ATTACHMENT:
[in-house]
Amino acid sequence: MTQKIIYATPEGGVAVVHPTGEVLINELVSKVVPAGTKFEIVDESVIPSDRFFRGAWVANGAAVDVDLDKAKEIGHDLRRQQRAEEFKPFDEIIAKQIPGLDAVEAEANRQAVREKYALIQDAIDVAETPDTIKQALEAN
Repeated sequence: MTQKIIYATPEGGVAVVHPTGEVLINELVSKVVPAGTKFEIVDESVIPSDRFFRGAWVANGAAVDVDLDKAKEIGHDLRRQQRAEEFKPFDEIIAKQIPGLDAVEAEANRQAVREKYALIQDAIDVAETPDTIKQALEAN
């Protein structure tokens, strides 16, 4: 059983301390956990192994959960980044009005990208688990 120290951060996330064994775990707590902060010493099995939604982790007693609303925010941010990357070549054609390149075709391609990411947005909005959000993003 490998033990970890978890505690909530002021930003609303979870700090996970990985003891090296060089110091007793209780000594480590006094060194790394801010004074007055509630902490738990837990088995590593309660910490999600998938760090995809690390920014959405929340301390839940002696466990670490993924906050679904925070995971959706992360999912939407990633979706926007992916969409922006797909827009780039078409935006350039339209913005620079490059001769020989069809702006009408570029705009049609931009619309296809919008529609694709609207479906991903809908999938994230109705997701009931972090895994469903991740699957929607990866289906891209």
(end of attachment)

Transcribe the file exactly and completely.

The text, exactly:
[in-house]
Amino acid sequence: MTQKIIYATPEGGVAVVHPTGEVLINELVSKVVPAGTKFEIVDESVIPSDRFFRGAWVANGAAVDVDLDKAKEIGHDLRRQQRAEEFKPFDEIIAKQIPGLDAVEAEANRQAVREKYALIQDAIDVAETPDTIKQALEAN
Repeated sequence: MTQKIIYATPEGGVAVVHPTGEVLINELVSKVVPAGTKFEIVDESVIPSDRFFRGAWVANGAAVDVDLDKAKEIGHDLRRQQRAEEFKPFDEIIAKQIPGLDAVEAEANRQAVREKYALIQDAIDVAETPDTIKQALEAN
């Protein structure tokens, strides 16, 4: 059983301390956990192994959960980044009005990208688990 120290951060996330064994775990707590902060010493099995939604982790007693609303925010941010990357070549054609390149075709391609990411947005909005959000993003 490998033990970890978890505690909530002021930003609303979870700090996970990985003891090296060089110091007793209780000594480590006094060194790394801010004074007055509630902490738990837990088995590593309660910490999600998938760090995809690390920014959405929340301390839940002696466990670490993924906050679904925070995971959706992360999912939407990633979706926007992916969409922006797909827009780039078409935006350039339209913005620079490059001769020989069809702006009408570029705009049609931009619309296809919008529609694709609207479906991903809908999938994230109705997701009931972090895994469903991740699957929607990866289906891209």